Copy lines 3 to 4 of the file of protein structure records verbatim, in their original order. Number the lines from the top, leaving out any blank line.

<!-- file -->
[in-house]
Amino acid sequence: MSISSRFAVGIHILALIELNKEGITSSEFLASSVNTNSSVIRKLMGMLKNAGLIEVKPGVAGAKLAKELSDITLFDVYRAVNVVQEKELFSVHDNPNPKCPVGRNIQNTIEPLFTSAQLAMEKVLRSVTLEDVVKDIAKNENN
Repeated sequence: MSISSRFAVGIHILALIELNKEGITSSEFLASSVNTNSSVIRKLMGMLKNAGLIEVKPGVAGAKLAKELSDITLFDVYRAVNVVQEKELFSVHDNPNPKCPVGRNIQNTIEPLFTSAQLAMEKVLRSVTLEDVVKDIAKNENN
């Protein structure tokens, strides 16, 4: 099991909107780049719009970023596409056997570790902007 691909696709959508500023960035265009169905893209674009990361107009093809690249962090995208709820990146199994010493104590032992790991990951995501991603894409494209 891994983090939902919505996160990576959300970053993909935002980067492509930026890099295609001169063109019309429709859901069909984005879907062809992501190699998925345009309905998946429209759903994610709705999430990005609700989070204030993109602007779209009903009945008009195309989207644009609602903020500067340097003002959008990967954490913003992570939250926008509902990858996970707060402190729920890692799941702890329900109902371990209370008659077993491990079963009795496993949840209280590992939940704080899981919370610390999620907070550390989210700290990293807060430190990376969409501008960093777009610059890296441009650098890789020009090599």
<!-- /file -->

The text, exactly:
Repeated sequence: MSISSRFAVGIHILALIELNKEGITSSEFLASSVNTNSSVIRKLMGMLKNAGLIEVKPGVAGAKLAKELSDITLFDVYRAVNVVQEKELFSVHDNPNPKCPVGRNIQNTIEPLFTSAQLAMEKVLRSVTLEDVVKDIAKNENN
């Protein structure tokens, strides 16, 4: 099991909107780049719009970023596409056997570790902007 691909696709959508500023960035265009169905893209674009990361107009093809690249962090995208709820990146199994010493104590032992790991990951995501991603894409494209 891994983090939902919505996160990576959300970053993909935002980067492509930026890099295609001169063109019309429709859901069909984005879907062809992501190699998925345009309905998946429209759903994610709705999430990005609700989070204030993109602007779209009903009945008009195309989207644009609602903020500067340097003002959008990967954490913003992570939250926008509902990858996970707060402190729920890692799941702890329900109902371990209370008659077993491990079963009795496993949840209280590992939940704080899981919370610390999620907070550390989210700290990293807060430190990376969409501008960093777009610059890296441009650098890789020009090599």